Michael Hofmann did a great job introducing the Kafka-esque elements (the 3 Kafka times) in simple terms which are easily shown to have turned complex when interactions and conflicts happen and unfold in the stories. Kafka was an amazing storyteller. Believe in every praise you read from the critics. All of them hold true when it comes to Kafka. His stories can be said to be contradictory in that they are: (1) straightforward, yet built with a grotesque / unexpected twist; (2) quotidian narrativ Michael Hofmann did a great job introducing the Kafka-esque elements (the 3 Kafka times) in simple terms which are easily shown to have turned complex when interactions and conflicts happen and unfold in the stories. Kafka was an amazing storyteller. Believe in every praise you read from the critics. All of them hold true when it comes to Kafka. His stories can be said to be contradictory in that they are: (1) straightforward, yet built with a grotesque / unexpected twist; (2) quotidian narrative of everyday emotions, yet filled with such vividness of the urban sufferings; (3) tragic outcomes are expected, yet one reads on with hope, and (4) written as fantasy, yet bizarrely realistic. The human elements and emotions are laid bare to the cell-level, but amazingly in very short prose. If you have not read Kafka, then this Penguin classic is one to begin with. By the way, do try to match each of the cartoon block at the back cover to the stories in the book. The illustrator was not credited but he/she did a fantastic job at recreating the essence of each story with such controlled intensity. This Penguin classic is certainly one worth collecting.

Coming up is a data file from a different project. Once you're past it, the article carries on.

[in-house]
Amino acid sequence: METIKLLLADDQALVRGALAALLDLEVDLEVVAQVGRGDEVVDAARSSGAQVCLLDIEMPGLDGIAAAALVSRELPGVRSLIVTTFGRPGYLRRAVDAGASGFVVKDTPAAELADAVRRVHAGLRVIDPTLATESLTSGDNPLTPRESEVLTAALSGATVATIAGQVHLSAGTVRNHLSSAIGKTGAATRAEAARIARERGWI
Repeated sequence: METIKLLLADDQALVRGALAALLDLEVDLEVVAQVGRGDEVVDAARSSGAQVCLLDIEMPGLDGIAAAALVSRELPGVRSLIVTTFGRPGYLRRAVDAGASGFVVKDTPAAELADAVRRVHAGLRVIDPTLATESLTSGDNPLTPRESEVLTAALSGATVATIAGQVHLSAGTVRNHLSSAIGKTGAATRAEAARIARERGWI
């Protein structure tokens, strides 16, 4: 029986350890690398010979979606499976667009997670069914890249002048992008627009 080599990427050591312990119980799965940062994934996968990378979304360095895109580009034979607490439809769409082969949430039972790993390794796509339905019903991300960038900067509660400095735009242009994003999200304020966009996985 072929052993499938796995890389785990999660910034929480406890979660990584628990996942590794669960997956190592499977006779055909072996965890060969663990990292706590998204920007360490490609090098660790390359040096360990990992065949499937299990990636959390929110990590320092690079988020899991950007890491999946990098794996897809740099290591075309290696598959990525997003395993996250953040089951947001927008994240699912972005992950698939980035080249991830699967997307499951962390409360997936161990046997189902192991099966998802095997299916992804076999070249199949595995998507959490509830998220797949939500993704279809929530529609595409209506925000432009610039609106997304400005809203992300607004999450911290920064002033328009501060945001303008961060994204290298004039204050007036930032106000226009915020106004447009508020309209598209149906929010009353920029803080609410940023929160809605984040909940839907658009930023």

28. 5 out of 5

    pen name

    This review is specifically for the story "The Metamorphosis." For some bizarre reason, Gregor Samsa, a young man living with his parents and younger sister and unhappy with his life, suddenly turns into a "monstrous vermin." It does not say specifically that he is an insect or even how large he is (though we know that he has many little legs, though we're not sure how many, and he is small enough to fit under a settee, and we know that nobody can understand him when he speaks, though he can und This review is specifically for the story "The Metamorphosis." For some bizarre reason, Gregor Samsa, a young man living with his parents and younger sister and unhappy with his life, suddenly turns into a "monstrous vermin." It does not say specifically that he is an insect or even how large he is (though we know that he has many little legs, though we're not sure how many, and he is small enough to fit under a settee, and we know that nobody can understand him when he speaks, though he can understand himself and everyone else). Thus begins his journey of alienation from society and bane to his family. Where one day he is the family's sole provider, the next day he is shunned and eventually wished dead. There is a strange twist, though: because he becomes a useless monstrous vermin, his entire family begins to help themselves... There is not much more I can say about this story. Frankly, it rendered me speechless; it left me unsure of whether I liked it or not. If you have not read it yet, go and read it already! It will be well worth your time! 4/5 stars

  29. 4 out of 5

    Kurt